When the Mets announced in May that outfielder Yoenis Cespedes had fractured his right ankle in a “violent fall” on his Florida ranch in May, General Manager Brodie Van Wagenen insisted that his immediate focus was on his player’s health.
“We haven’t even thought about implications to the contract,” Van Wagenen said during a news conference at Citi Field at the time.
The contract was always going to be addressed, though. On Friday, the team and Cespedes agreed to an amended deal, according to multiple news media reports. Cespedes, who will remain under contract and was due $29.5 million in the final year of his contract, was said to agree to a significant reduction in his salary. ESPN reported that the Mets will save more than $10 million.
Cespedes, who has not played in a game since July 2018 because of multiple injuries and who was rehabilitating from surgery on both heels when his fall happened, had performance-based incentives added to his contract, as well.
No one knew the contract better than Van Wagenen. He was the one who negotiated it following the 2016 season, when he was Cespedes’s agent, securing a four-year extension worth $110 million for his client. Van Wagenen switched sides of the bargaining table in November 2018 when he became the general manager of the Mets.
Cespedes’s status for 2020 remains unknown. The Mets have been reluctant to provide a timetable for a possible Cespedes return. At M.L.B.’s winter meetings in San Diego this week, Van Wagenen told reporters that Cespedes had been swinging the bat for several weeks and had commenced his running program, as well.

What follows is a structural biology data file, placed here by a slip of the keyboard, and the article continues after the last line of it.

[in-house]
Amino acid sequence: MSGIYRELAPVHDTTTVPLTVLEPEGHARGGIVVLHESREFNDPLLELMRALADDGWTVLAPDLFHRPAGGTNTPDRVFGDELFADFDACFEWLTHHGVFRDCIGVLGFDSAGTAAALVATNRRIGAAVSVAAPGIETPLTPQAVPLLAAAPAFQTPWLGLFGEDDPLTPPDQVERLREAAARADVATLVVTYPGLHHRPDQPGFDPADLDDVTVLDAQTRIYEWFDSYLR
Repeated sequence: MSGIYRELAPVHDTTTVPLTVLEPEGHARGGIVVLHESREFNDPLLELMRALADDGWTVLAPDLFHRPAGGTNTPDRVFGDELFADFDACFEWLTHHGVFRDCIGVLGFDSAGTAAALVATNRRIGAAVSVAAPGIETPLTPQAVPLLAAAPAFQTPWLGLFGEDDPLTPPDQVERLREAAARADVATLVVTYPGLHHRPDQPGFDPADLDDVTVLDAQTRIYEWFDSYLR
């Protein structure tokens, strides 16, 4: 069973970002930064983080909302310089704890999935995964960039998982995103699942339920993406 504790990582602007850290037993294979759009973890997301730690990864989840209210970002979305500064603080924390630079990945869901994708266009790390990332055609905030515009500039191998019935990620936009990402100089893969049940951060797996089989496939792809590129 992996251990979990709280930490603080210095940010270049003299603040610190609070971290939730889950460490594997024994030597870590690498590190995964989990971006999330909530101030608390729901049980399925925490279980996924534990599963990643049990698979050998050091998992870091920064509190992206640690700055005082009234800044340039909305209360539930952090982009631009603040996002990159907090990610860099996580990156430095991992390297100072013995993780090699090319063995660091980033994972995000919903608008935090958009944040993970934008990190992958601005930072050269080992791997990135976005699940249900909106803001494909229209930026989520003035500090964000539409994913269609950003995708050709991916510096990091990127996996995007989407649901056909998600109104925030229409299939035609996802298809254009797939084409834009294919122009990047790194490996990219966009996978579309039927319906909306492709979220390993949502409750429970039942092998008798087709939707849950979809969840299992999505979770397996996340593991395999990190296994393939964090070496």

The Mets have missed Cespedes’s power in the lineup. After being acquired from the Detroit Tigers just before the trade deadline in 2015, Cespedes demonstrated his full potential with powerful displays from the batter’s box as the Mets advanced to the World Series that fall, losing to the Royals.
The Mets subsequently signed Cespedes to a three-year contract worth $75 million. Van Wagenen and the Mets returned to the negotiating table again the next off-season, when Cespedes opted out of his deal following a season in which he posted a .280 batting average, hit 31 home runs and drove in 86 runs.
But he has struggled to stay on the field in recent years. In 2017, he missed games due to hamstring and quadriceps ailments. In 2018, he suffered a right hip flexor strain and went on the disabled list on May 14. His rehabilitation was hindered by a setback during a minor league game, and the team announced his season was over in July because of calcification and bone spurs in both heels. Even before the fall on his ranch, Cespedes was expected to miss most of the 2019 season.
Cespedes has been a colorful Met on and off the field. When Van Wagenen announced that Cespedes had fallen on his ranch, a reporter asked if Cespedes, who once rode a horse into the team’s parking lot during spring training, had fallen off a horse. Van Wagenen responded that Cespedes had said he was not riding a horse at the time of the fall.
The Mets failed to make the playoffs the last three seasons, and Manager Mickey Callaway was dismissed in October because of his failure to make the postseason. Carlos Beltran, the Mets’ new manager, has expressed optimism about including Cespedes in his lineup card this year.
“If he’s at his best, he’s a high-impact performer,” Van Wagenen said this week. “We’ll have to see how that plays out.”